Suddenly, he looked relaxed and self-confident once again. On Sunday night, Necas faced the cameras and announced his resignation - both as the head of the ODS party and as prime minster.
"I am a fighter," he said "but I always knew that I didn't want to be in the way of what is the best way out of a problem." Necas formally tendered his resignation to President Milos Zeman on Monday.
The announcement follows a corruption and spying scandal that has dominated headlines in the country for most of the past week. Now that the center-right government has collapsed, it is mainly in the hands of the left-wing opposition Zeman, who will decide what to do next.
It all started with a spectacular police raid last Thursday, involving 400 officers, many of them masked, searching the government offices on the banks of the Vltava River as well as 30 other buildings.
Eight high-ranking civil servants and politicians were arrested, including Necas' closest aide. Police also secured several million euros in cash and dozens of kilos of gold.
Necas' involvement unclear
Prosecutors have not yet released details about the affair, prompting widespread speculation in the country. What seems to be clear is that the accusations center around graft and abuse of power, but not whether the two are related in this case.
The prime minister's top aide, Jana Nagyova, is believed to have used the military intelligence service to obtain information on Necas' wife, news which has, apparently, been confirmed by the head of that service.
Then there is, allegedly, a major corruption scandal involving the top echelons of Czech political power that is being investigated.
It is not yet clear whether Necas, who has a squeaky clean image, is involved in the affair. What is clear is that the accusations involving his private life have been his downfall. Just days before the raid he and his wife announced they were going to split, which observers in the Czech Republic reckon is connected to the spying scandal.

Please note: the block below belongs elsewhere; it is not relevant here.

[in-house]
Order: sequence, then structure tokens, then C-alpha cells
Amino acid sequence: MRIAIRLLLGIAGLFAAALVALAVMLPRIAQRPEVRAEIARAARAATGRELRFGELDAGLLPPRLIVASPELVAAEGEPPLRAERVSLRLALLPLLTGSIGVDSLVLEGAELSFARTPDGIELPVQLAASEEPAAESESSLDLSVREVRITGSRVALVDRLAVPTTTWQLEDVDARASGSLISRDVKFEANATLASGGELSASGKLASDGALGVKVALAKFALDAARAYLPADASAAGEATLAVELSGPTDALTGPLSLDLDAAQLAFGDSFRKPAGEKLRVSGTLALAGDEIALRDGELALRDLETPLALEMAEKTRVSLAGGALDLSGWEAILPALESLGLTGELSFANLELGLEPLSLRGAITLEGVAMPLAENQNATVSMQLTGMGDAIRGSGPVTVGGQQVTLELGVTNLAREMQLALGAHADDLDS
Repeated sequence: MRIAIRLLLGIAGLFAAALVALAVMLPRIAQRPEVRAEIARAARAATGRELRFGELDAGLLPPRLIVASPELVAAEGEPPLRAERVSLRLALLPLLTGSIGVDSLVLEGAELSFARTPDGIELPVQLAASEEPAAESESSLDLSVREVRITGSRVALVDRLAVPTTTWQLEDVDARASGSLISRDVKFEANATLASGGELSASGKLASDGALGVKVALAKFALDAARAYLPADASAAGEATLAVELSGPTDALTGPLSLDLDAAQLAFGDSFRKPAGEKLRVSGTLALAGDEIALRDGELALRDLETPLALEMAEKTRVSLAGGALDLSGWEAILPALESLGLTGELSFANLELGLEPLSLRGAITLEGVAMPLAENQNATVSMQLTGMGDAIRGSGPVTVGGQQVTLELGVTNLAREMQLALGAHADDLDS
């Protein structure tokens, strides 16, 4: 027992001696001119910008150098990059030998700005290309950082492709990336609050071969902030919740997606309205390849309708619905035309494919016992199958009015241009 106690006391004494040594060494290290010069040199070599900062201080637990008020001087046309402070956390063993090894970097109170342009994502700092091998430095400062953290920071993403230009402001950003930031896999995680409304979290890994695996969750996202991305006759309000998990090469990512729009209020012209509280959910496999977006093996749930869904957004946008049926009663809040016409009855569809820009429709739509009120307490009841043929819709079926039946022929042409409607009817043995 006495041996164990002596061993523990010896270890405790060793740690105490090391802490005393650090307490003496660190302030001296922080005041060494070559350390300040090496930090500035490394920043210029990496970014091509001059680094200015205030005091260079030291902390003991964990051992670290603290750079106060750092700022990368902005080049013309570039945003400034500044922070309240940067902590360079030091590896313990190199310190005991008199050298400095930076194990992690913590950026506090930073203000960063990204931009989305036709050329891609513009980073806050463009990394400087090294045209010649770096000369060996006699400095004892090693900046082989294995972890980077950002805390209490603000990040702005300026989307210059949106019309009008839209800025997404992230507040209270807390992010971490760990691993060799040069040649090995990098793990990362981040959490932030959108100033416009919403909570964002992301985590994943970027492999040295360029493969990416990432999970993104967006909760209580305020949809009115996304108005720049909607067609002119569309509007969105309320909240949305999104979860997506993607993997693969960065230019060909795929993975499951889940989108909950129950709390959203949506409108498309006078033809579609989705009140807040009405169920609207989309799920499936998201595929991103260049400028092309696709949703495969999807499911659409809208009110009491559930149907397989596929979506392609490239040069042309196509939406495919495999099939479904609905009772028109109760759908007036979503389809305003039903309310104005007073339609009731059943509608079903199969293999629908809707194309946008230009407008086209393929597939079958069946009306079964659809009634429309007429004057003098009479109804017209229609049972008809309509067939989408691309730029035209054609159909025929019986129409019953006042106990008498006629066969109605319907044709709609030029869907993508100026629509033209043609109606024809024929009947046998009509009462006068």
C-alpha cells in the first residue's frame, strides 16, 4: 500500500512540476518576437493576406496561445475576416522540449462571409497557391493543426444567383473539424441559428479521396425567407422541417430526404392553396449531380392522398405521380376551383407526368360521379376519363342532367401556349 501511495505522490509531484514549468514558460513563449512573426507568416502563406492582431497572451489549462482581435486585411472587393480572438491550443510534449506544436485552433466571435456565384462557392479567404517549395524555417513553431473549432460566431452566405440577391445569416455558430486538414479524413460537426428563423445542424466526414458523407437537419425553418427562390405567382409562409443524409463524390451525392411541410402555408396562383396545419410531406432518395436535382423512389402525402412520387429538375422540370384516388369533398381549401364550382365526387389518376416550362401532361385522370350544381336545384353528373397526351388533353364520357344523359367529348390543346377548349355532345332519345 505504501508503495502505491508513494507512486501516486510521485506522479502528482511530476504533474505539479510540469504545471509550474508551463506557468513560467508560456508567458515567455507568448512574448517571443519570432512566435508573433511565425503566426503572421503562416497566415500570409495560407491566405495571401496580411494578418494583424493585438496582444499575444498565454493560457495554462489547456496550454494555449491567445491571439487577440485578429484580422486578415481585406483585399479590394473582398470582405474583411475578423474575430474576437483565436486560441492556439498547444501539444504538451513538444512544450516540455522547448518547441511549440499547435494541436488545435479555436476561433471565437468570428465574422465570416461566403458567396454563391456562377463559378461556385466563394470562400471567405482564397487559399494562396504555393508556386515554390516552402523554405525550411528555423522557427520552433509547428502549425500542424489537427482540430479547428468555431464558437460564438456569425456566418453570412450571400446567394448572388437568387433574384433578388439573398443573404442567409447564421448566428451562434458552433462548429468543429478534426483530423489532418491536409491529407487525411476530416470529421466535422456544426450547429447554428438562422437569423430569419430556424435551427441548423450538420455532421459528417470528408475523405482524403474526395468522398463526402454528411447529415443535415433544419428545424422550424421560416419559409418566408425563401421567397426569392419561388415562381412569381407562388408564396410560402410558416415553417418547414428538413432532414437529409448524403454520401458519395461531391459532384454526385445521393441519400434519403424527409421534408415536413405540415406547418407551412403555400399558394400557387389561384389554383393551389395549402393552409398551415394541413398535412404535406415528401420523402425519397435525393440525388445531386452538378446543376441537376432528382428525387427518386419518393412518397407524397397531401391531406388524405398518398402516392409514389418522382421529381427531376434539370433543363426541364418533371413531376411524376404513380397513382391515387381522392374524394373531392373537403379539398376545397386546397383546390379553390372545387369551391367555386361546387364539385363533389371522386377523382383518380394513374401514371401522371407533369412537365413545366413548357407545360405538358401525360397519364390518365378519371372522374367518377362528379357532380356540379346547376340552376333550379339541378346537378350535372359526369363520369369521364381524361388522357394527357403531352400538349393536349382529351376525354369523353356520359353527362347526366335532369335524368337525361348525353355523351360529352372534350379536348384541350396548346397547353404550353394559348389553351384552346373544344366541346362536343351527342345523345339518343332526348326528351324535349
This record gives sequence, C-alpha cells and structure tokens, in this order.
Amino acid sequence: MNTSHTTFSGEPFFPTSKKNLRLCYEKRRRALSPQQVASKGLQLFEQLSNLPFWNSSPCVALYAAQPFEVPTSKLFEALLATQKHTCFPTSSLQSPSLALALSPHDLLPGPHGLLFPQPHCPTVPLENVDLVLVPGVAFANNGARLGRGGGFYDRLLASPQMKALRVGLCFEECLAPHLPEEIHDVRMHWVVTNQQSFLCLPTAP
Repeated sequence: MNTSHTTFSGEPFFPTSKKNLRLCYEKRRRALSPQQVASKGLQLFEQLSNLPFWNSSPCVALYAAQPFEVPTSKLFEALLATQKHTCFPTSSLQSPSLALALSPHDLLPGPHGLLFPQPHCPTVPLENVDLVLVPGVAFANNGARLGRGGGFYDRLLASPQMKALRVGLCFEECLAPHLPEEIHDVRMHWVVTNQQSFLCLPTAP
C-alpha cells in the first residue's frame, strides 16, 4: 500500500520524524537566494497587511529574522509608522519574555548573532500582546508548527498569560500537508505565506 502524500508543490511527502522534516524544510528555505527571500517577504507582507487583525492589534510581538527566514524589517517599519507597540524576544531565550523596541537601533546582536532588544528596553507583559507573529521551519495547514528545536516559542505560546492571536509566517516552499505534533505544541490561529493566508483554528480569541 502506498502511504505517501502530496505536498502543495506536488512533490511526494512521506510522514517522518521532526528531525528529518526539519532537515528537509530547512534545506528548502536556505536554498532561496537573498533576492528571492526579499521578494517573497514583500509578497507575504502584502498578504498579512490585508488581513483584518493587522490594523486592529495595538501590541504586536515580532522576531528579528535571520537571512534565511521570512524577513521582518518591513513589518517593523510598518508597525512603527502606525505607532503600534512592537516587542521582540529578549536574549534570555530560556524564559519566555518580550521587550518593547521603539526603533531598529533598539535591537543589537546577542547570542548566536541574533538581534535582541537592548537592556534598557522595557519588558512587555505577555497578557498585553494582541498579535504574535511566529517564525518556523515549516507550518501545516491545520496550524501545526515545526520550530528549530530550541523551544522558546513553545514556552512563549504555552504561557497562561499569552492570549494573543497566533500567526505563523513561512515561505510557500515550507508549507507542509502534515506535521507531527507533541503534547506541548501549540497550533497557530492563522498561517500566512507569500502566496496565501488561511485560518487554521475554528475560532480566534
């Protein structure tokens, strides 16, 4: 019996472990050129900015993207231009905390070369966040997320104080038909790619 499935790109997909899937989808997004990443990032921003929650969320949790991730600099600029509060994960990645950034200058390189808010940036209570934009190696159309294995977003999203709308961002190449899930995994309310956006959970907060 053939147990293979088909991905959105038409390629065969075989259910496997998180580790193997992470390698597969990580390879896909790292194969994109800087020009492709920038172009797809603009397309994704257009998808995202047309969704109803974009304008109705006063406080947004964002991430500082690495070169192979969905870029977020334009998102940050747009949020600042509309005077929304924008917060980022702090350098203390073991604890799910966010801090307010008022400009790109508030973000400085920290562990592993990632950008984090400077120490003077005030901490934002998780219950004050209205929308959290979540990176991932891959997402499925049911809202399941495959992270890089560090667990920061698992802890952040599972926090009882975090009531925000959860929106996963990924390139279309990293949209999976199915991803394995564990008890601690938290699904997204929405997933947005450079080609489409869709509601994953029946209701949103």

Big fish to fry
It's an open secret in the Czech Republic that substantial sums from the state's coffers end up in private accounts via public contracts. So far, no one has been able to prove anything - possibly until now.
Among the houses searched in the raid are two luxury villas belonging to two men known as the "godfathers" because of their influence in Czech politics.
"We have confiscated material that is invaluable to us," said leading investigator Robert Slachta, adding that it would take weeks to analyze it.
It is those comments that have fed rumors that what has come to the surface is just the tip of the iceberg. Observers hope that the police will be able to catch the bigwigs at the helm of a mafia-like network connecting politics and business in the country.
Fight against corruption gathering steam
Not many people believe Necas is personally involved. He is known for his efforts to improve the independence of the judiciary and the police from the government in Prague.
"If there is a suspicion, we have to investigate, no matter who is being affected," he said in parliament on Friday.
The fight against corruption started in earnest around a year ago. A new generation of qualified police officers and prosecutors, who are not intimidated by the government, have made it into top positions.
Many ordinary Czechs - themselves fed up with corrupt politicians - have started initiatives designed to promote clean business practices and the effective prosecution of crimes.
It's up to the president
President Zeman is now in the driving seat. The 68-year-old, who has only been in office since March, must decide who to appoint to form a new government. He is free to choose whoever he wants, whether they are from the existing coalition or the opposition Social Democrats he has been associated with.
He could call snap elections or appoint a caretaker government made up of civil servants until the regular date for elections in 2014. Many believe that this way, he would be able to exert as much influence as possible.